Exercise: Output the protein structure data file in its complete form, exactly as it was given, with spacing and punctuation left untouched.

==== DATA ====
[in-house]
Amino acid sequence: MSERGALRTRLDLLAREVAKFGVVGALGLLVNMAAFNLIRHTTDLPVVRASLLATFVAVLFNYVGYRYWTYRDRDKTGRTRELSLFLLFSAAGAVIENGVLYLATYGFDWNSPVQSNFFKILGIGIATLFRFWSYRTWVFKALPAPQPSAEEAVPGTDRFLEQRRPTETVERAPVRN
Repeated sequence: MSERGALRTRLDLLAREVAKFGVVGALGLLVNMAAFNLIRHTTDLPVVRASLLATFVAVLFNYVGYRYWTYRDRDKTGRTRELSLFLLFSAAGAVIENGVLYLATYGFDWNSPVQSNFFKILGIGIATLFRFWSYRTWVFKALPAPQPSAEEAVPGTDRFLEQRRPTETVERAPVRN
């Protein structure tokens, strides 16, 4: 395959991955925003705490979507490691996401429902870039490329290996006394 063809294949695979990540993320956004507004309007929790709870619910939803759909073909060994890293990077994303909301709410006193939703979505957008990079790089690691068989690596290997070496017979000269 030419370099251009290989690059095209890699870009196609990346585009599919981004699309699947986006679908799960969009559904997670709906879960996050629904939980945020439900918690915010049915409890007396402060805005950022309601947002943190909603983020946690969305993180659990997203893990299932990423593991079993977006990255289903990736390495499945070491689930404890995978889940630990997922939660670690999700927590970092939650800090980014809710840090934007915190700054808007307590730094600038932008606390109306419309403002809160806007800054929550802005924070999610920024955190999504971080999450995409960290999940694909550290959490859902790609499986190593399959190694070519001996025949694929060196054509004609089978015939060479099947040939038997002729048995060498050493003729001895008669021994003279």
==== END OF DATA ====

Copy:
[in-house]
Amino acid sequence: MSERGALRTRLDLLAREVAKFGVVGALGLLVNMAAFNLIRHTTDLPVVRASLLATFVAVLFNYVGYRYWTYRDRDKTGRTRELSLFLLFSAAGAVIENGVLYLATYGFDWNSPVQSNFFKILGIGIATLFRFWSYRTWVFKALPAPQPSAEEAVPGTDRFLEQRRPTETVERAPVRN
Repeated sequence: MSERGALRTRLDLLAREVAKFGVVGALGLLVNMAAFNLIRHTTDLPVVRASLLATFVAVLFNYVGYRYWTYRDRDKTGRTRELSLFLLFSAAGAVIENGVLYLATYGFDWNSPVQSNFFKILGIGIATLFRFWSYRTWVFKALPAPQPSAEEAVPGTDRFLEQRRPTETVERAPVRN
């Protein structure tokens, strides 16, 4: 395959991955925003705490979507490691996401429902870039490329290996006394 063809294949695979990540993320956004507004309007929790709870619910939803759909073909060994890293990077994303909301709410006193939703979505957008990079790089690691068989690596290997070496017979000269 030419370099251009290989690059095209890699870009196609990346585009599919981004699309699947986006679908799960969009559904997670709906879960996050629904939980945020439900918690915010049915409890007396402060805005950022309601947002943190909603983020946690969305993180659990997203893990299932990423593991079993977006990255289903990736390495499945070491689930404890995978889940630990997922939660670690999700927590970092939650800090980014809710840090934007915190700054808007307590730094600038932008606390109306419309403002809160806007800054929550802005924070999610920024955190999504971080999450995409960290999940694909550290959490859902790609499986190593399959190694070519001996025949694929060196054509004609089978015939060479099947040939038997002729048995060498050493003729001895008669021994003279």